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A Handbook of the Boer War

One of which became known as the town of Kimberley

style="text-align: justify;"> CHAPTER IV

Kimberley and the Siege of Rhodes

More than thirty years before the outbreak of the Second Boer War a Dutch child in the Hopetown District of Cape Colony found, while playing carelessly near the left bank of the Orange, a pretty pebble that was destined to mould the History of South Africa.

He took the bagatelle home to his father's farm, where a neighbour, one Van Niekirk, saw it and was struck by its brilliancy. It chanced that the Irishman O'Reilly was passing that way and to him it was entrusted to take to Colesberg for expert opinion upon its value. Here certain Jews declared that it was but a white topaz not worth one shilling and it was disdainfully cast out into the road, from which it was with difficulty recovered by O'Reilly, whose belief in it though shaken was not wholly abandoned. Through a mutual friend, Lorenzo Boyes, Acting Civil Commissioner of the District, the pebble came to the notice of an expert mineralogist named Atherstone at Grahamstown, but it was held so lightly in esteem by the sender that it reached Atherstone as an enclosure in an ordinary unregistered letter. Atherstone examined it, and when it had not only spoilt all the jeweller's files in the town but had also passed an examination by polarized light, pronounced that it was a diamond worth ?500. His certificate to its character, which had been so ignorantly

disparaged, was the origin of the Diamond industry of South Africa. Another diamond was soon picked up near Hopetown which without difficulty or misadventure rose to its own plane in mineralogy. Its career was short and its destiny happy. It was purchased by the first Earl of Dudley for the adornment of his second wife.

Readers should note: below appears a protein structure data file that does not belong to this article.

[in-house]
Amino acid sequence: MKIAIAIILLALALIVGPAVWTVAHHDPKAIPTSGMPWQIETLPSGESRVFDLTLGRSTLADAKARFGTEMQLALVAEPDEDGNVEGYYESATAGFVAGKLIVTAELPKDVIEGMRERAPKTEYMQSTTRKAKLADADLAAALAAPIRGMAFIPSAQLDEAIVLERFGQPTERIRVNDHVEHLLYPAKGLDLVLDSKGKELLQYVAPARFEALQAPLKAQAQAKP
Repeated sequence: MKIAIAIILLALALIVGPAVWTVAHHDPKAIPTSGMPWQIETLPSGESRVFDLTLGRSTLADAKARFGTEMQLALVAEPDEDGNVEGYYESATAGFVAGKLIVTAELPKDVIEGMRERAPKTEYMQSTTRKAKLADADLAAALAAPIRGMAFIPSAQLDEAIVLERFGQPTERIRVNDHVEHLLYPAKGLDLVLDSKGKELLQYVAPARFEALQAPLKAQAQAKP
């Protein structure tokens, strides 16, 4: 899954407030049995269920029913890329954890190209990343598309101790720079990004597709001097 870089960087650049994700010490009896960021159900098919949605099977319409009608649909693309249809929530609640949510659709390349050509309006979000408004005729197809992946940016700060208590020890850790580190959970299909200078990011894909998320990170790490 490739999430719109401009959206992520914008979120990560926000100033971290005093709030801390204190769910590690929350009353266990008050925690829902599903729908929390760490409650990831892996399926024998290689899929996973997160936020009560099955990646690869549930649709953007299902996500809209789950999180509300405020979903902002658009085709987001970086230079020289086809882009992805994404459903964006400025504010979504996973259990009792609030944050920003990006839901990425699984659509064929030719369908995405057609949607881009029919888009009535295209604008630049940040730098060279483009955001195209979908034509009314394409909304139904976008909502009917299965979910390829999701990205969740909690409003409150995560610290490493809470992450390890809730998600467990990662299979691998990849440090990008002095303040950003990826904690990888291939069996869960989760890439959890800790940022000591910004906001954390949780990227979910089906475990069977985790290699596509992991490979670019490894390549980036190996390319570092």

When it was noised abroad with the customary exaggeration that the monopoly of Golconda and the Brazils was at an end and that diamonds grew wild on the South African veld, a wide extent of country was explored and the precious crystallized carbon was found in districts separated by many hundreds of miles. In certain places, one of which became known as the town of Kimberley, it was ascertained to recur in a constant proportion of the contents of the "pipes" or volcanic tubes which rose through the surface strata.

The pioneers of Kimberley took possession of the diamondiferous grounds without ascertaining to whom they belonged, and when their value became positive the question of ownership arose. The boundaries of the districts administered by the Cape Colony, the Orange Free State, and the Transvaal respectively were, as regards territory, supposed to be of little account, vague, ill-defined, and unsurveyed; and the districts themselves were occupied by native tribes of nomad habits. About the middle of the XIXth century a Hottentot chief named Waterboer came up out of the West and squatted in the districts lying between the Orange and the Vaal. His rights, such as they were, were assumed or acquired by the Cape Government, which soon became involved in controversy with the Orange Free State as to their extent and nature. Finally the British Empire secured a good title to the estate by the payment of ?90,000. But the Orange Free State not unnaturally, when the value of the Diamond Fields increased day by day, soon began to think that it had parted with a profitable possession for an inadequate return. The feeling rankled; and the confident expectation of recovering Kimberley sold for a song tempted Bloemfontein into the fatal alliance with Pretoria.

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